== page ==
Psalms are sacred songs. Early psalm books might or might not contain tunes. The texts were usually designated to be of a certain meter: short, common, or long. Tunes had the same designations, allowing texts to be combined with a choice of tunes within the same meter. This way, a choir, especially one that could not read music, might sing the text to the tune they knew the best. Courtesy American Antiquarian Society
Isaac Watts wrote the text. The tune might have been composed by Aaron Williams (a Boston minister?) around 1760, or it might be an older Welsh tune.
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a capella voices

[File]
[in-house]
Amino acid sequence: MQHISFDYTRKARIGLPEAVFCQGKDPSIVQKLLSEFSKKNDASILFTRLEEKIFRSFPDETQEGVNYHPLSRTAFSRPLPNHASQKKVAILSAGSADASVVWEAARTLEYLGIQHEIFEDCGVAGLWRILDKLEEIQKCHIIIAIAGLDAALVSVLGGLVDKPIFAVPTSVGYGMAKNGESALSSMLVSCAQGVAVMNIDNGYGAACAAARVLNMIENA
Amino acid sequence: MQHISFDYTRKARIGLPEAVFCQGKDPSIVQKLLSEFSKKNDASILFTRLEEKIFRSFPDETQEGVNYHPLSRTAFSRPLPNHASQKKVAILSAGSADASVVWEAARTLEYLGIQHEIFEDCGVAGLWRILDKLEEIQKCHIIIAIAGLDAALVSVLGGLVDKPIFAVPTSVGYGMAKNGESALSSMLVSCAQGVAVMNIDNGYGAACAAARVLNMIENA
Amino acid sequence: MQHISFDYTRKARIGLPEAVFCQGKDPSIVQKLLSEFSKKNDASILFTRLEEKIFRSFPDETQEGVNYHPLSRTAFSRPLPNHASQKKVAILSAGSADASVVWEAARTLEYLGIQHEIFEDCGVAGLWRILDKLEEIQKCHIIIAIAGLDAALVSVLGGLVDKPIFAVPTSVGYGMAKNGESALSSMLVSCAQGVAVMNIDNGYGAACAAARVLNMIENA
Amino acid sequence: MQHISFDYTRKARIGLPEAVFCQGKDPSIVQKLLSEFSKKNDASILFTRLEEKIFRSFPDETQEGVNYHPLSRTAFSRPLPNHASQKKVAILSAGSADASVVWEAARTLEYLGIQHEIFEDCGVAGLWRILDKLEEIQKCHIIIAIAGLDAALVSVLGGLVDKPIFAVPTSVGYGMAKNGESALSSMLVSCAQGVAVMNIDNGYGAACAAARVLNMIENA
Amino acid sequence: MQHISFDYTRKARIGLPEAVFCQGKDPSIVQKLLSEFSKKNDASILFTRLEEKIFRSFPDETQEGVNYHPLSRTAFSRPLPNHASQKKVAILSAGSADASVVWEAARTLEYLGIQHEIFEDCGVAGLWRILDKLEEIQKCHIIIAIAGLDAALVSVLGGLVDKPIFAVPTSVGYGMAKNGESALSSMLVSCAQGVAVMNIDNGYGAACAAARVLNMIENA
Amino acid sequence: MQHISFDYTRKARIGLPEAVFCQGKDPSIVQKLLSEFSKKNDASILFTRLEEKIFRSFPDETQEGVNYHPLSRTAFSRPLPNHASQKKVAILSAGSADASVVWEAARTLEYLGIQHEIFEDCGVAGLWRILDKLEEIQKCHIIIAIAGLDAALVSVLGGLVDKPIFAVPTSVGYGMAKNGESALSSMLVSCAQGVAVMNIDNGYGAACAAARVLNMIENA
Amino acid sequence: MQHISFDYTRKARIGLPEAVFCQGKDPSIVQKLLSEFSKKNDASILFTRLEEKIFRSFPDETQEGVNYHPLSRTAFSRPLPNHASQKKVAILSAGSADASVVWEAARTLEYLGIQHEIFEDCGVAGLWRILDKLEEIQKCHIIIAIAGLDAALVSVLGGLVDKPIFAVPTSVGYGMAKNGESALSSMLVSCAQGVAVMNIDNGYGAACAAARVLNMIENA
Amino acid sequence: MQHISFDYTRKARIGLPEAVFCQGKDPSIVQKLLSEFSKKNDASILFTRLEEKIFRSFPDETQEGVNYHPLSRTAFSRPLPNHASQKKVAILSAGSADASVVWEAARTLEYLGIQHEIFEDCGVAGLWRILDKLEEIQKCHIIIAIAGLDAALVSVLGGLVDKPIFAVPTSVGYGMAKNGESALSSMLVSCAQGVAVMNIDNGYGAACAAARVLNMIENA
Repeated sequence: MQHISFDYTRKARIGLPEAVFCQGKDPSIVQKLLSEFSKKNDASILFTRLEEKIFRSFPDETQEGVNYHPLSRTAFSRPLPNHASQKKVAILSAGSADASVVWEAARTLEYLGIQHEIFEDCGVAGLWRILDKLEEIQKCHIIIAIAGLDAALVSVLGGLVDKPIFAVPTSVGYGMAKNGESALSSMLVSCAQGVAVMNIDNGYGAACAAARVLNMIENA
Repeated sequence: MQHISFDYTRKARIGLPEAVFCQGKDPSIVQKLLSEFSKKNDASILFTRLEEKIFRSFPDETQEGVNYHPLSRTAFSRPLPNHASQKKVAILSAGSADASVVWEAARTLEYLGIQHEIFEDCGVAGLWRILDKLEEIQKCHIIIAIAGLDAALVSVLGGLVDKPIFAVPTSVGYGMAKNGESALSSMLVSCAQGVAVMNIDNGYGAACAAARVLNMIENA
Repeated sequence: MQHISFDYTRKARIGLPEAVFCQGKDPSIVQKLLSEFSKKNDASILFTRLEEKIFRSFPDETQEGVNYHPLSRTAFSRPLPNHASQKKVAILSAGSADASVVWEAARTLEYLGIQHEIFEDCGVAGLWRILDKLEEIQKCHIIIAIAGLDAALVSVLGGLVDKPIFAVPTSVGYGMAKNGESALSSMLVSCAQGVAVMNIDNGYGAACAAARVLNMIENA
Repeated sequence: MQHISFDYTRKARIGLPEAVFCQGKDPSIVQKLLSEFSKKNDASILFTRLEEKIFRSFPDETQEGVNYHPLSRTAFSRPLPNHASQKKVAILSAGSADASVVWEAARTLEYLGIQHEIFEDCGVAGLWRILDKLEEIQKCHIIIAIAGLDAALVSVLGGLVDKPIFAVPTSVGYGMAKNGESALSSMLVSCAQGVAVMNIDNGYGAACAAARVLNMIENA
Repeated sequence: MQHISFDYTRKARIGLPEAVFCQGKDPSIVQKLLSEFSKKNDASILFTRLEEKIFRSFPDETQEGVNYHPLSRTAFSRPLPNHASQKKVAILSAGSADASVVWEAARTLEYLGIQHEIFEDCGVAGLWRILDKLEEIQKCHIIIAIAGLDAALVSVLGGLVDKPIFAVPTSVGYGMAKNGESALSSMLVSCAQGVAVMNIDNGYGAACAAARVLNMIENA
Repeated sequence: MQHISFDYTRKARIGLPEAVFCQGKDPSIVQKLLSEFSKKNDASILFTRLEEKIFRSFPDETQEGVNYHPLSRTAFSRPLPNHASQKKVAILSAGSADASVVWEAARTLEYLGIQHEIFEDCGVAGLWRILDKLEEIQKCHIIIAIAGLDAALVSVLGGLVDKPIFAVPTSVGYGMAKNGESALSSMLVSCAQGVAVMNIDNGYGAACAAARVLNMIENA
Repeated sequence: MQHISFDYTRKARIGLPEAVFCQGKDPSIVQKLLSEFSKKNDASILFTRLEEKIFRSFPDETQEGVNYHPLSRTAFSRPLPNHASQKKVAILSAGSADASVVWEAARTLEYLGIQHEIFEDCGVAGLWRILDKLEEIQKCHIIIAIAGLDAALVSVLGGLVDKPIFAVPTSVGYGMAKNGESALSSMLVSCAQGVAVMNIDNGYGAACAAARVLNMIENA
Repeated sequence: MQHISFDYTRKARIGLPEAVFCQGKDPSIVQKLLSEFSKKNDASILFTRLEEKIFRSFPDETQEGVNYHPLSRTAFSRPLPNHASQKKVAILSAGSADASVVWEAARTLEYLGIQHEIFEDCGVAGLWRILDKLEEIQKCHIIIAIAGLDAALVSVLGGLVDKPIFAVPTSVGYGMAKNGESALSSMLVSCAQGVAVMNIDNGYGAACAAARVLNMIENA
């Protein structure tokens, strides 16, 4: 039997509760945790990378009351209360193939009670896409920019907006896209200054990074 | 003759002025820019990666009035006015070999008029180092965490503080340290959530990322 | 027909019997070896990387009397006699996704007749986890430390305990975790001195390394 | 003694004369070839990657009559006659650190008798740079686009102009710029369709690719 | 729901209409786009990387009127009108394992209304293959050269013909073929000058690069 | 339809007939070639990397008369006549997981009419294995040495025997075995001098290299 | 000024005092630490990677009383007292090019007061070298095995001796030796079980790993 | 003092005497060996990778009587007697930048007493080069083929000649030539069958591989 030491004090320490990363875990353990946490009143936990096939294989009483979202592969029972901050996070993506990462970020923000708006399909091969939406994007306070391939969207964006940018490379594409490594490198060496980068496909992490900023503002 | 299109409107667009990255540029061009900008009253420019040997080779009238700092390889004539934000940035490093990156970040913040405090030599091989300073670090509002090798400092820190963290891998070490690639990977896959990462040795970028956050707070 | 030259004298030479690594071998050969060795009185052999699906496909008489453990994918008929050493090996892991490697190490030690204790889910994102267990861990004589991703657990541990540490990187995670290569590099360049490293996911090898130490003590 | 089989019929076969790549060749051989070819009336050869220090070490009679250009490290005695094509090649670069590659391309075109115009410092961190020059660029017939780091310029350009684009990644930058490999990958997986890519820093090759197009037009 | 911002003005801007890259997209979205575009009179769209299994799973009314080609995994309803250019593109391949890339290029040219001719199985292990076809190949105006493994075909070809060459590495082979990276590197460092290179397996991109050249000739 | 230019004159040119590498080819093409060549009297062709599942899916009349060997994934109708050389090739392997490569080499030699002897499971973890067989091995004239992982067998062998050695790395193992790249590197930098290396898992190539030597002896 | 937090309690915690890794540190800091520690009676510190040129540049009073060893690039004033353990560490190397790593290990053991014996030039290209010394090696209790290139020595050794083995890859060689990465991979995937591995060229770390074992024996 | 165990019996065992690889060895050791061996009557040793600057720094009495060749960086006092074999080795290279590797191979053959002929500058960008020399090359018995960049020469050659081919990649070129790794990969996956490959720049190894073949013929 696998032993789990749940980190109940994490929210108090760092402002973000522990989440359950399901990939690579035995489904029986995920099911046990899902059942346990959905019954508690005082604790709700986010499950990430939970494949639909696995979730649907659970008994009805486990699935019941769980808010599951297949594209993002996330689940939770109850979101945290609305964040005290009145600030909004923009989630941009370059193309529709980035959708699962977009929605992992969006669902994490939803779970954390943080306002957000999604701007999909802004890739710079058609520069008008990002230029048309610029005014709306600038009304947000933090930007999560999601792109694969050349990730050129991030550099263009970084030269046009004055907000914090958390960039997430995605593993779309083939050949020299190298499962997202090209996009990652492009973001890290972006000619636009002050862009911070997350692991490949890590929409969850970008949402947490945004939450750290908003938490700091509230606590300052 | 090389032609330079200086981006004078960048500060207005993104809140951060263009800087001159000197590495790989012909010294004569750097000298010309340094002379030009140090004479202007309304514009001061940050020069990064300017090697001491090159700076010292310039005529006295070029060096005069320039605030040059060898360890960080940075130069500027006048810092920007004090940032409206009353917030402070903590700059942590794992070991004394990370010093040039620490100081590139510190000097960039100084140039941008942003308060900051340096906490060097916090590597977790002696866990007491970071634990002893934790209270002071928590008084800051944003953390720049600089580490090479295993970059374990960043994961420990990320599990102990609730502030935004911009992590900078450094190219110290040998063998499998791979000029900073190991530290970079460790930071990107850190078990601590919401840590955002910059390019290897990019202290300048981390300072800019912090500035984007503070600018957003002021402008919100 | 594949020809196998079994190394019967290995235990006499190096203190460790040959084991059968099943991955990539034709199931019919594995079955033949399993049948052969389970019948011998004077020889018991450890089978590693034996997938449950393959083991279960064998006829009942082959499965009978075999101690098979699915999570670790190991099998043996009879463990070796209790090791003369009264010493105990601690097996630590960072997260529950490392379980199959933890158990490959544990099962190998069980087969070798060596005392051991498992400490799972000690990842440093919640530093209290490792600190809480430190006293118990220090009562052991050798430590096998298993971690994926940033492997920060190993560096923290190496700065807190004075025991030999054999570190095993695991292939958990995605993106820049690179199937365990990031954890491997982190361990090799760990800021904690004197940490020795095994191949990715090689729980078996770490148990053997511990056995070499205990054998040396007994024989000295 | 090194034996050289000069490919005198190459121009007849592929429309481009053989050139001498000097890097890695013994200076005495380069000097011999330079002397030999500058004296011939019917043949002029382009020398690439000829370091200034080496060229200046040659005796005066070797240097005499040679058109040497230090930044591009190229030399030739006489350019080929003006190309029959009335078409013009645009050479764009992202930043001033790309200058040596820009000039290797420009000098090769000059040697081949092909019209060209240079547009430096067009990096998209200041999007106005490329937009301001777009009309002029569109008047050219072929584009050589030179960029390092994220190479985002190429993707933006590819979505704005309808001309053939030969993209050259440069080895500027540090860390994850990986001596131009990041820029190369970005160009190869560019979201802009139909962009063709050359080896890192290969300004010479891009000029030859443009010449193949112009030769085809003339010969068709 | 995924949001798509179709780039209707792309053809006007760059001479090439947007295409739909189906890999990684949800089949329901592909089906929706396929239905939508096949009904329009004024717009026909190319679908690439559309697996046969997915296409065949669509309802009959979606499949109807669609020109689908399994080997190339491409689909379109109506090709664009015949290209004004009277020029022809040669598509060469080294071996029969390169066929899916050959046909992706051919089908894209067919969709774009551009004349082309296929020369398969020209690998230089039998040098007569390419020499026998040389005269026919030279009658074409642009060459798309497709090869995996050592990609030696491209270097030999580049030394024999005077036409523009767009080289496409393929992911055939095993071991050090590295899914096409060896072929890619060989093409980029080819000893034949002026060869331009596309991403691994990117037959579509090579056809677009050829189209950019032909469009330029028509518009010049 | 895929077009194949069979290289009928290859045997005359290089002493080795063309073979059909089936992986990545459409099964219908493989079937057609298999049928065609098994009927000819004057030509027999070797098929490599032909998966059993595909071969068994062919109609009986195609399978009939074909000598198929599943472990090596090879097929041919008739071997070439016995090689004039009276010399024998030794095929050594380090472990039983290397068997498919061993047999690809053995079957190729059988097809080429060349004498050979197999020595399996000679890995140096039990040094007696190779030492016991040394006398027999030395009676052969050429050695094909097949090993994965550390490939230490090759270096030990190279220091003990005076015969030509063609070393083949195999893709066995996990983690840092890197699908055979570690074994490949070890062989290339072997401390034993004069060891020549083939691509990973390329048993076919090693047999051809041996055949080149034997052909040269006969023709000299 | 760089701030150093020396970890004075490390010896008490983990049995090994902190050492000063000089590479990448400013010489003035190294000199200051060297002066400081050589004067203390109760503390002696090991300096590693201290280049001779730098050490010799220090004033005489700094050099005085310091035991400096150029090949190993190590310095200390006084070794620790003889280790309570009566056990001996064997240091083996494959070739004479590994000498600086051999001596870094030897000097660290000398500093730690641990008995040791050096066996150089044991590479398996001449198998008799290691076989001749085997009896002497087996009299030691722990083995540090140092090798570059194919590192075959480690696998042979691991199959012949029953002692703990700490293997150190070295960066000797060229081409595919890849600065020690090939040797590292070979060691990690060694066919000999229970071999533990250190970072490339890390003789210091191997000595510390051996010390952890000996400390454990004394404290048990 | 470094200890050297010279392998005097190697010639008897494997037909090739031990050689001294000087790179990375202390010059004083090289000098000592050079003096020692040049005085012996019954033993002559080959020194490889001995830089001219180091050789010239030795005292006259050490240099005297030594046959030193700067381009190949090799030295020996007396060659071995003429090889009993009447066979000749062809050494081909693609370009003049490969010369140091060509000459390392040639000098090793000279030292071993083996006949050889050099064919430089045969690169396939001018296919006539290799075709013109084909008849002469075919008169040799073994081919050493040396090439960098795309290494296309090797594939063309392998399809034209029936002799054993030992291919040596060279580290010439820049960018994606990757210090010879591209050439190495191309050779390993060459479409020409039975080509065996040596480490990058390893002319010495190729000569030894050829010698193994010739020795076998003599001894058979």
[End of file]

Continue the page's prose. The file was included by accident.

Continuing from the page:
Will God forever cast us off? His wrath forever smoke
Against the people of his love, His little chosen flock.
Think of the tribes so dearly bought with the Redeemer’s
Nor let Thy Zion be forgot, where once Thy glory stood.
Where once Thy churches prayed and sang Thy foes profanely rage;
Amid Thy gates their ensigns hang, and there their host engage.
And still to heighten our distress, Thy presence is withdrawn;
Thy wonted signs of pow’r and grace Thy pow’r and grace are gone.
No prophet speaks to calm our grief, but all in silence mourn; Nor know the hour of our relief, the hour of Thy return.